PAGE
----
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Bounce: How Champions are Made [Paperback]

Matthew Syed
4.4 out of 5 stars  See all reviews (247 customer reviews)

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Bounce: The Myth of Talent and the Power of Practice Bounce: The Myth of Talent and the Power of Practice 4.4 out of 5 stars (247)
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Book Description

29 April 2010

Everyone knows that David Beckham crosses the ball better than anyone else and that Tiger Woods never “chokes”. But what are the hidden factors which allow the most successful sports stars to rise above their competitors – and are they shared by virtuosos in other fields?

In Bounce Matthew Syed - an award-winning Times columnist and three-time Commonwealth table-tennis champion - reveals what really lies behind world-beating achievement in sport, and other walks of life besides. The answers - taking in the latest in neuroscience, psychology and economics - will change the way we look at sports stars and revolutionise our ideas about what it takes to become the best.

From the upbringing of Mozart to the mindset of Mohammed Ali - via the recruitment policies of Enron - Bounce weaves together fascinating stories and telling insights and statistics into a wonderfully thought-provoking read. Bounce looks at big questions - such as the real nature of talent, what kind of practice actually works, how to achieve motivation, drugs in both sport and life, and whether black people really are faster runners.

Along the way Matthew talks to a Hungarian father whose educational theories saw his daughters become three of the best chess players of all time, meets a female East German athlete who became a man, and explains why one small street in Reading - his own - has produced more top table-tennis players than the rest of Britain put together. Fresh, ground-breaking and tackling subjects with broad appeal, Bounce is sure to be one of the most talked about books of the year.



Product details

  • Paperback: 304 pages
  • Publisher: Fourth Estate (29 April 2010)
  • Language: English
  • ISBN-10: 000735052X
  • ISBN-13: 978-0007350520
  • Product Dimensions: 21.4 x 13.4 x 3.2 cm
  • Average Customer Review: 4.4 out of 5 stars  See all reviews (247 customer reviews)
  • Amazon Bestsellers Rank: 174,252 in Books (See Top 100 in Books)

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Review

‘A gripping examination of the hidden forces that come together in the making of a champion.' Michael Atherton, former England cricket captain

'A fascinating subject and Syed is a dazzling writer.' Owen Slot, The Times

'I love this book. A must-read if you have ever wondered what sets the super-achievers and the rest of us apart – in any field, not just in sport. I only wish I had read it when I was fifteen.' Gabby Logan, BBC presenter and former international gymnast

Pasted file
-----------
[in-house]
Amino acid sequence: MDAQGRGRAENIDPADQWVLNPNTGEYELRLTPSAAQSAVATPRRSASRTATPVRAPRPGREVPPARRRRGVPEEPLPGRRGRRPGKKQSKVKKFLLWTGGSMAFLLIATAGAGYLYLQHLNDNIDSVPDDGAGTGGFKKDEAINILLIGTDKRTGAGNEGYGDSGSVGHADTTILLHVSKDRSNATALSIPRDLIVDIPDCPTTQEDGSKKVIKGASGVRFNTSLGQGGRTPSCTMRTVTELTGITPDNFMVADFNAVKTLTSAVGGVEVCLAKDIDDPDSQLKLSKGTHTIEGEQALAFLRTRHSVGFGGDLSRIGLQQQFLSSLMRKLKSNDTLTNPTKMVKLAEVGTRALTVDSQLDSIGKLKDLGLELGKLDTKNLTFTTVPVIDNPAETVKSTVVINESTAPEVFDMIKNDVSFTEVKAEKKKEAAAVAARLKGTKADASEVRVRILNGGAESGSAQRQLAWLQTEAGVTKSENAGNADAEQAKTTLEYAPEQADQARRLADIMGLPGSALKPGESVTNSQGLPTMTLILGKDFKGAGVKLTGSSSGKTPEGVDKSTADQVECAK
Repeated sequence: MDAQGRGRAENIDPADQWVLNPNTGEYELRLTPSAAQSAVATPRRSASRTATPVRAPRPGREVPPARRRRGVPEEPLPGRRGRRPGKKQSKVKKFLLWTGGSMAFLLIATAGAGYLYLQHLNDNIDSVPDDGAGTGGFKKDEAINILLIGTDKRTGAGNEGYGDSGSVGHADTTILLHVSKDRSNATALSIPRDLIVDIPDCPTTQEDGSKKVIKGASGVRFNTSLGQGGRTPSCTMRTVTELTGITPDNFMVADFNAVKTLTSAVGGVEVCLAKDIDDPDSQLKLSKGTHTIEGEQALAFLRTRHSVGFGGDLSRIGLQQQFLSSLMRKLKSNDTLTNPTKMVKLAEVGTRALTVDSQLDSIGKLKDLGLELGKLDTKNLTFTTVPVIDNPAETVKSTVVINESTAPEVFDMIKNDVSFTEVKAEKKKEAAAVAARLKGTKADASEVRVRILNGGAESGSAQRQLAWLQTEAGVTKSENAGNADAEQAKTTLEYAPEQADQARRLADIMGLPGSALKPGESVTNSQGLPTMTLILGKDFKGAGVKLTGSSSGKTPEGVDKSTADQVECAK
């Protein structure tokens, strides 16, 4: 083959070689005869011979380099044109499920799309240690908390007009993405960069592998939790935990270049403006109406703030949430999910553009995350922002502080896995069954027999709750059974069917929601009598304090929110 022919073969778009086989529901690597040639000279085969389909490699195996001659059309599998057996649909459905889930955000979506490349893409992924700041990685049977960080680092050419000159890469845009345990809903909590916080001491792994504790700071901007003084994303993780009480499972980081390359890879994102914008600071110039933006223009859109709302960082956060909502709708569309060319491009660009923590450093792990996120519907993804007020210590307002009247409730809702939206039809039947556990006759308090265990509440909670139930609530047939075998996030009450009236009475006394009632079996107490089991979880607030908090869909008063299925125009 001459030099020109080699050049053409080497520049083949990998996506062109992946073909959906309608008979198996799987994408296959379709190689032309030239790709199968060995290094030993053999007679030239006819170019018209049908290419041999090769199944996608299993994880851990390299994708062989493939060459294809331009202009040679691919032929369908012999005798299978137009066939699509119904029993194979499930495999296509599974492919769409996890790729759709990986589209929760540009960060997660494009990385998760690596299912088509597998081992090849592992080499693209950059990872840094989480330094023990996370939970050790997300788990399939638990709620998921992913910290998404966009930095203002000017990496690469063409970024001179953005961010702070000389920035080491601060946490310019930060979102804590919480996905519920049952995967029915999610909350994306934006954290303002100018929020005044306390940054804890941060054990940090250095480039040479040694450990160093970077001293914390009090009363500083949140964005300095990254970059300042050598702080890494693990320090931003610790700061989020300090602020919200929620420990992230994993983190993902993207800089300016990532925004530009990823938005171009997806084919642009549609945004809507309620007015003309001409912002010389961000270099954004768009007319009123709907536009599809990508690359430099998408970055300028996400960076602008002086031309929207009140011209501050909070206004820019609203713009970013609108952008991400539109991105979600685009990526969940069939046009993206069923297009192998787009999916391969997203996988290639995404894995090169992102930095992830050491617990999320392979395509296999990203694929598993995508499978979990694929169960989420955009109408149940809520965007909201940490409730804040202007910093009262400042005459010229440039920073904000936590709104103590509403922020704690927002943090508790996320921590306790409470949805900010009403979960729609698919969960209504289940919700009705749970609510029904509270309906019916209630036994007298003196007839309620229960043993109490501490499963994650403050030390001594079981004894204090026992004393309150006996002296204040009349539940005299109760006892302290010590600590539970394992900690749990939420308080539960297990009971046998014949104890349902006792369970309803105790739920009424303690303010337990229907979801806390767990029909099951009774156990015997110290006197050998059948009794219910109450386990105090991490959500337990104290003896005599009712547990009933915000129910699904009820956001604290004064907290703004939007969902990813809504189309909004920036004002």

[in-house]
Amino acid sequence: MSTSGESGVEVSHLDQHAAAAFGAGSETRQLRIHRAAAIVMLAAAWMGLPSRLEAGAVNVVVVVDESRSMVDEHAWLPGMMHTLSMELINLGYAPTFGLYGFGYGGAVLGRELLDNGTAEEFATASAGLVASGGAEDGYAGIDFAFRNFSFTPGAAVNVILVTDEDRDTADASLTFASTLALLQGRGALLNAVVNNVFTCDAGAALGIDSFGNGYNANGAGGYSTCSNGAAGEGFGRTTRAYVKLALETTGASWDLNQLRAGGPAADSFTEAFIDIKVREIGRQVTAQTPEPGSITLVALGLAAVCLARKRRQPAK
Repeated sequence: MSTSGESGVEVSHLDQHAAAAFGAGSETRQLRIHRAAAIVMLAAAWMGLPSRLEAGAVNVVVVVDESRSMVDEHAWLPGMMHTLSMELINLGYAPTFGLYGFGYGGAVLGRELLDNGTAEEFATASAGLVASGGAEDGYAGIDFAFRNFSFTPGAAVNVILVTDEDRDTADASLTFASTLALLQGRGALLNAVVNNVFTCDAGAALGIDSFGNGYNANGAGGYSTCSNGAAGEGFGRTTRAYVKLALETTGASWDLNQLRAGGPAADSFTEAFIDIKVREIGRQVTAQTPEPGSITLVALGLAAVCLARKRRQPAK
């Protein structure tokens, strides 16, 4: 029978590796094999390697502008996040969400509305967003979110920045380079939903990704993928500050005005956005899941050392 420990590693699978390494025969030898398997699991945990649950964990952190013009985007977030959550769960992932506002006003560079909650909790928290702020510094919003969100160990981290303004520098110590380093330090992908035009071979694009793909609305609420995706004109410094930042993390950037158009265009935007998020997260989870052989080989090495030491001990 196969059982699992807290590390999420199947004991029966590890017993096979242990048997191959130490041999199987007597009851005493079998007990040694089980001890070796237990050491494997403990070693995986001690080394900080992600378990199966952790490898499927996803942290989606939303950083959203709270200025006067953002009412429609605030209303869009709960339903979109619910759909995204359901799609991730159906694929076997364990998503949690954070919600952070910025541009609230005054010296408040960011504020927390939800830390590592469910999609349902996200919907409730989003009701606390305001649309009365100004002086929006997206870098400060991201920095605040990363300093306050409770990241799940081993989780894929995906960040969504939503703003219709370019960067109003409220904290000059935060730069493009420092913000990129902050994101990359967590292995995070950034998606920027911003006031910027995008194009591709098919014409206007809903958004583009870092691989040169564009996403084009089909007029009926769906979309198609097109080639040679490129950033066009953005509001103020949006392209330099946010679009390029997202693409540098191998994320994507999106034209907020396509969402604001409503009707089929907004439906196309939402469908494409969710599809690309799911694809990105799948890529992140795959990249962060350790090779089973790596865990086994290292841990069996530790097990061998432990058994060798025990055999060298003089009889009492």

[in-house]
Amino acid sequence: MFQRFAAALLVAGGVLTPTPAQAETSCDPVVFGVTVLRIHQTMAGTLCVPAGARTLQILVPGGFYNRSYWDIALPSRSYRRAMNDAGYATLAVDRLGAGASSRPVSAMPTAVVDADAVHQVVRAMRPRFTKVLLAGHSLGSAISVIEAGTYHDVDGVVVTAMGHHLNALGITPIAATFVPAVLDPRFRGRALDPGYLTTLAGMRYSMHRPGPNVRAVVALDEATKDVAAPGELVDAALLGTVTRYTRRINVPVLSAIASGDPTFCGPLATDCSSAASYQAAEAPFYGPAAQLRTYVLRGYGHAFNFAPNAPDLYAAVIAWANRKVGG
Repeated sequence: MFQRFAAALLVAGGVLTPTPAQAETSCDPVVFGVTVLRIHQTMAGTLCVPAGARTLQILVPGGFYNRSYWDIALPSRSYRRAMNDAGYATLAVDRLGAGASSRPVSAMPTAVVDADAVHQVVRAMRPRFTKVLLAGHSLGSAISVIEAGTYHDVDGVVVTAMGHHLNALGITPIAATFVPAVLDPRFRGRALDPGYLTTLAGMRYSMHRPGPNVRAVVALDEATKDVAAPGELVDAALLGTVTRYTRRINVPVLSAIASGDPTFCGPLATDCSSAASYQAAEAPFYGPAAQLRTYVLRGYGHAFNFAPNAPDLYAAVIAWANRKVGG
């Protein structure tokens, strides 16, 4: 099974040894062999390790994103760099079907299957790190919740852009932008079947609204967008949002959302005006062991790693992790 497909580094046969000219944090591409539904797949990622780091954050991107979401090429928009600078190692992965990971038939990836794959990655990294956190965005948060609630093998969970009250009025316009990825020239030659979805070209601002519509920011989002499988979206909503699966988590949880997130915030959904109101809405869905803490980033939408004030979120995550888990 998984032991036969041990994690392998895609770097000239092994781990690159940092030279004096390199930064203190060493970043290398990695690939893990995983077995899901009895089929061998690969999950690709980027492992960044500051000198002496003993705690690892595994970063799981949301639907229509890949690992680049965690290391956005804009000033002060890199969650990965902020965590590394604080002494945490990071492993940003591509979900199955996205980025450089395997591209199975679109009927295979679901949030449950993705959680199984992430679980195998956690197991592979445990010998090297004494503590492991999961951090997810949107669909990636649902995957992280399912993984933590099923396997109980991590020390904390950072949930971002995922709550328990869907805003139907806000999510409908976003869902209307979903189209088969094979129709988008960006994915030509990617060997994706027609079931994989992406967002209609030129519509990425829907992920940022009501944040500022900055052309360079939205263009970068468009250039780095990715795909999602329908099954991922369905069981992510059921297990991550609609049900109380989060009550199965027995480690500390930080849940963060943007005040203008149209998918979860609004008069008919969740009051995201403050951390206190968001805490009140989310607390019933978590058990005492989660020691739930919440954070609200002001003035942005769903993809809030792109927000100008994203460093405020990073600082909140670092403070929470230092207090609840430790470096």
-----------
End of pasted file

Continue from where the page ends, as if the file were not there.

'Intellectually stimulating and hugely enjoyable at a stroke … challenged some of my most cherished beliefs about life and success.' Jonathan Edwards, triple jump world record holder

'Cutting-edge analysis and devastatingly argued.' Mark Thomas, Professor of Evolutionary Genetics at University College London

'Compelling and, at times, exhilarating – Bounce explains high achievement in sport, business and beyond.' Michael Sherwood, Chief Executive, Goldman Sachs International

--This text refers to an alternate Paperback edition.

Review

'A fascinating subject and Syed is a dazzling writer .' Owen Slot - The Times

'A gripping examination of the hidden forces that come together in the making of a champion.' Michael Atherton - former England cricket captain

'I love this book. It is a must read if you have ever wondered what sets the super achievers and the rest of us apart, in any field not just in sport. I only wish I had read it when I was 15.' Gabby Logan - BBC TV Presenter

'A cutting edge dissection – and ultimate destruction – of the myth of innate talent in the pursuit of excellence. Syed synthesises his evidence with the precision of an academic, writes with the fluidity of a journalist and persuades with the drive of a sportsman. Read this book now – before it’s too late.' Mark Thomas - Professor of Evolutionary Genetics at University College London

'Matthew Syed was an exceptionally fine table tennis player and he is an exceptionally fine sports writer.... In the end this book is about the human brain. It is funny and tragic, learned and urgent - the story of the extraordinary capacities we all possess, the irrationalities that drive us to succeed or fail, the opportunities we are given or miss out on.' Howard Jacobson – award-winning author of Kalooki Nights